Secondaries transactions in venture are a ‘win-win’

Bracket Capital, which has made a name for itself from its deals in Lyft, Airbnb, Bird and Coinbase, sees opportunities growing in secondaries transactions in venture.

Secondaries transactions in venture are a “win-win” right now, according to Jihan Bowes-Little, co-founder and managing partner at Bracket Capital.

“There’s a huge focus on secondaries for us, we think it’s probably the best win-win in private markets right now,” Bowes-Little said.

The secondaries market has grown wildly over the past year, with the world’s largest private equity firms raising large amounts of capital for secondaries-specific strategies, such as Blackstone’s GP-led secondaries fund and Apollo’s recent foray into private debt secondaries.

As companies have remained private longer, secondaries have grown, providing liquidity for the LPs. There are some large managers with secondaries-specific strategies, such as Industry Ventures, and Bowes-Little saw this as an opportunity for Bracket.

“Coming into this market, it was not obvious to us why 99 percent of venture capital dollars were focused on the same companies at the same time,” Bowes-Little said. “From a competition standpoint, that seems an odd decision to make, as it’s not how any other asset class works.”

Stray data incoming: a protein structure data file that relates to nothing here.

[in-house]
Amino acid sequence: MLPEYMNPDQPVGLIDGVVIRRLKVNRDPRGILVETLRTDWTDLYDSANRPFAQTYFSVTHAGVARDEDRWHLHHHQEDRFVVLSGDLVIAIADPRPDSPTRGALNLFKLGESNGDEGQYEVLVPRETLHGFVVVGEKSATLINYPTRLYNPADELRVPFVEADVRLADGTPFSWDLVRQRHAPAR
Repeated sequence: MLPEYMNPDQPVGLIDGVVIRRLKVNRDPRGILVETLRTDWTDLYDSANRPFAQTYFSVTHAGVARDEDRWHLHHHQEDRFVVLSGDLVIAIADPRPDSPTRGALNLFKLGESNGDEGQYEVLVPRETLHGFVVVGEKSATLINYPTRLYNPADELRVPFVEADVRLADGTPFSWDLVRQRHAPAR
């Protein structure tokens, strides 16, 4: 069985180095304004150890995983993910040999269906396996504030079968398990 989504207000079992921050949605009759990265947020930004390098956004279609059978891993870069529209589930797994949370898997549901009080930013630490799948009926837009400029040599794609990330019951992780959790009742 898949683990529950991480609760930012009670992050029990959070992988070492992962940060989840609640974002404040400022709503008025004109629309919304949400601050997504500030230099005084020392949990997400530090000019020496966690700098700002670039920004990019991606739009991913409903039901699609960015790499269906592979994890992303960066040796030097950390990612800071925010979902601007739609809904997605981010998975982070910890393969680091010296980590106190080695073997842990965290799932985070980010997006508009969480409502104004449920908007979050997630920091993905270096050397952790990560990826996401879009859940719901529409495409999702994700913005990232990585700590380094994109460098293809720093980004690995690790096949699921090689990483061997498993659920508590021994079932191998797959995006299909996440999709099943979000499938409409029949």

Bracket’s position in the market and focus on secondaries is due partly to the background of its employees, and partly to the state of the market. Many at Bracket come from a hedge fund background, making them partial to tracking metrics, such as optimizing liquidity, maximizing IRR and maximizing the potential for exits after large institutional round, according to Yalda Aoukar, co-founder and managing partner at Bracket Capital. Plus, as deal values have soared in recent years, big VC investors aren’t as interested in these typically smaller transactions.

“Because of [the secondaries’ markets] size, it’s not overcrowded by the big names in venture,” Aoukar added. “So, we kind of found our sweet spot with the secondaries market and have been able to build a reputation a leader in this space.”

Bracket invests in growth and later-stage tech companies via primary funding rounds and secondary market purchases from employees and early investors who are seeking liquidity. The firm recently raised $450 million in equity, including $150 million for its second fund, exceeding its original $100 million target, as well as an additional $300 million in co-investment vehicles to invest alongside Fund II.

But as the secondaries market grows and other market strategies, such as SPACs or PIPE deals, provide further market options, the firm hopes to be a vanguard of secondaries when the market eventually overcomes its primary counterpart.

“It’s not impossible that we would even begin to participate in PIPEs or SPACs ourselves, and I think that we like this idea that themes that were formerly binary are blurring,” Bowes Little said. “We at Bracket hope to exist at the intersection of some of those blurring of the lines.”